When Chef Tony Thomas suggested I join one of his cooking classes, I was intrigued; when I saw that he had a class on cooking fish,
I was - appropriately enough - hooked. If I had to I could face the prospect of giving up meat with a fair degree of composure; the
prospect of giving up fish would plunge me into despair. To me it is just about the perfect protein. It cooks quickly, which is a huge
advantage in the summer, and depending on what kind of fish you choose it lends itself to almost infinite variation.
Chef Tony gives classes every week (his July and August schedule includes one on giving a dinner party, another on desserts, another on sauces) and his
class is limited to eight people, so it was hardly surprising that there were some veteran class members present at the fish class. There were information
packets for everyone, including a list of dishes that we were going to prepare. It was an ambitious selection; when I saw that it included the butter
poached lobster created by Chef Eric Ripert of Le Bernardin, a recipe that had won an award from Bon Appetit as the best dish of the year, I knew that
I was in brave company. The other items on the list were a seared Ahi tuna, a roasted sea bass, a tilapia piccate, and a Southwestern swordfish. It looked
like a full afternoon.
The class was divided into couples, and each couple was assigned a dish to work on. I have to confess that I felt an enormous relief when the most veteran
students were assigned the lobster; that looked like the most daunting task of all. I was going to be working with the swordfish, which was to be prepared
en papillote - in an envelope of parchment paper. We would all be able to follow the preparation of each dish, and taste them as they were completed - in
whatever order that turned out to be.
As it happened, it turned out first to be the tuna. It was a seared sesame crusted Ahi tuna with a wasabi mayonnaise and as we all ate portions, the chef
commented. There were two main points that emerged in the post mortem: first, the chef said, he thought that the fish was perfectly cooked but he pointed
out that some people preferred the fish less cooked. I have to confess that I am one of those people - it's a point that always comes up when I'm cooking
fish at home. I like tuna and salmon with a hint of rawness still at the center, my wife doesn't. I serve myself then cook the fish a little longer for her.
Secondly, Chef Tony felt that the wasabi mayonnaise wasn't as potent as it might have been. It's better, he told the cooks, to use warm water when making
a wasabi paste and the wasabi paste should be left to sit before using, to let the flavor develop. That was worth noting, because the combination was a
good one, and could have been dynamite.
The roasted sea bass with a "fiery citrus salsa" was next. The salsa was a mixture of orange and apple, with chile, garlic, lemon and mint; I could have
eaten it for days even without the bass. Cooking fish en papillote, as we did with the swordfish, is a great technique; if you get the timing slightly
wrong, it's easy to adjust. Any white flaky fish, Chef Tony pointed out, could be treated that way. Opinions differed on the tilapia, mainly because
opinions diverged on tilapia itself. I rather like it; it's a bland fish that takes well to piquant flavors like lemon and capers. And it sautés well.
But the triumph was undoubtedly the lobster. I'd been intimidated, partly because I'd tasted it when the creator, Eric Ripert, visited Azur and presented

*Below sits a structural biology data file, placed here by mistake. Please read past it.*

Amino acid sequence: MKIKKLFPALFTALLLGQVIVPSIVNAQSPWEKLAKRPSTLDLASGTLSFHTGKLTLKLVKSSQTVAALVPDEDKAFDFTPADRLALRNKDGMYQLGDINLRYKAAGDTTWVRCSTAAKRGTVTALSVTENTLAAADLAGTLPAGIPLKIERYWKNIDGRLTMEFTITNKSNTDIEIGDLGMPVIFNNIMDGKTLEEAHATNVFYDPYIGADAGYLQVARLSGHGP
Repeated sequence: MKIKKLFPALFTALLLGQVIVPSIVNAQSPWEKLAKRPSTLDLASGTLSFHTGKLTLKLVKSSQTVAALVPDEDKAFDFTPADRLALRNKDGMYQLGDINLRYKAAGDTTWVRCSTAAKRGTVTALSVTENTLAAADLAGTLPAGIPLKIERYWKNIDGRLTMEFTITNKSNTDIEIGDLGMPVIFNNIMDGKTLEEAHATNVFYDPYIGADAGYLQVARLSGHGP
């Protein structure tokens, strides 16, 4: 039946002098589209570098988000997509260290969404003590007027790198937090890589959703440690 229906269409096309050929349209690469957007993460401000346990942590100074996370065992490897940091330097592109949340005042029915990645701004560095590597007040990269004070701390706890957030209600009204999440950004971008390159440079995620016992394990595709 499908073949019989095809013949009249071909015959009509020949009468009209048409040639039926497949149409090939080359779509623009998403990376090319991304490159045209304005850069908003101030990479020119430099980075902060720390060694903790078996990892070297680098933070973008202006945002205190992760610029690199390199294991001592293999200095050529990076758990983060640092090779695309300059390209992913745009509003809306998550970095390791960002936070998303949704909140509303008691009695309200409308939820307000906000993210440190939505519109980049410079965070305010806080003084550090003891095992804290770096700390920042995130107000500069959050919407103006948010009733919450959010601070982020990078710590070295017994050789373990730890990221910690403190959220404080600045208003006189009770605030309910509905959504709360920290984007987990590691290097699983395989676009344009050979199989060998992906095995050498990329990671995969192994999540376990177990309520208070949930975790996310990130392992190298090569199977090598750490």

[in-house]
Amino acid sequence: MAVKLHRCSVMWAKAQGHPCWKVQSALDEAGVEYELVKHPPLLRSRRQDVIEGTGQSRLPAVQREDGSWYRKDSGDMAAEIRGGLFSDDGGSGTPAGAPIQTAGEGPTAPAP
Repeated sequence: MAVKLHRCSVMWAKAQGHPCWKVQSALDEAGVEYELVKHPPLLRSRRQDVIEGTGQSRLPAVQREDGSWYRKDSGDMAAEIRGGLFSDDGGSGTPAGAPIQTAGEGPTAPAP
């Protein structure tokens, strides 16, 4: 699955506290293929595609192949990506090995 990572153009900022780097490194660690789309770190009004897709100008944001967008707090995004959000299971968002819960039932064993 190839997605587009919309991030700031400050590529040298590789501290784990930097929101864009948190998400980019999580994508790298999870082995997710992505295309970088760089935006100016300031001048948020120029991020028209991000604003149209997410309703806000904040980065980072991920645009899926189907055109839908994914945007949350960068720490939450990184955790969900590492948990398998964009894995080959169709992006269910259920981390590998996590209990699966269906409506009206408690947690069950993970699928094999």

it in celebration of his Bon Appetit award. Those cooking class veterans might not have been in the same league as Ripert but they did a splendid job and
proved that a great recipe can be well served by keen amateurs.
I talked later to Chef Kelly Walling, the chef at Pacifica Seafood Restaurant in Palm Desert, about the pitfalls of fish preparation. Given that Pacifica
sometimes serves as many as 500 plates a night, I thought he was a man who should have all the answers. The first question I raised with him was that of
how well done fish should be. He chuckled when I raised the subject; it's one he's very familiar with. The two fish that provoke the question most, he told
me, are salmon and tuna.
Some people, (like me), like their salmon to be flaking but still have a hint of red at the center, the flesh still clinging together then melting in the
mouth. Others, he told me, faced with salmon in that state, "send it back and say it's raw." Some like their tuna really rare, others, when served a piece
of tuna seared on one side but rare throughout, react as though they were being faced with sushi when they hadn't ordered it.
"It's a matter of educating our servers," he said, "and having them talk to the customers (about how well-done they like their fish)." If customers want
their fish well cooked then the kitchen will oblige.
"Halibut," he reflected, "needs to be moist. If you do overcook it then it becomes extremely dry."
Another question that arises from time to time is when one diner will ask why his or her portion looks different from someone else's, when the dish is the
same. The answer lies in the fact that fish is wild and therefore not uniform.
"I have to cut a piece of fish up and one portion will be different from another."
The most popular fish Pacifica serves, he said, is wild salmon, which he hopes to be adding to the menu as soon as the price makes it possible - it has
been selling for $30 a pound recently, not a price that customers would like to see reflected on a menu.
"When halibut is in season I sell a lot," he told me; at the moment it is still available and on the menu, but it will be out of season soon.
"And I'm not buying it frozen," he said firmly. Sea bass is a customer favorite too, and tuna is a personal preference.
"But wild salmon is always good," he said. And with a little luck it should be on the menu soon. Meanwhile, try the halibut while you can.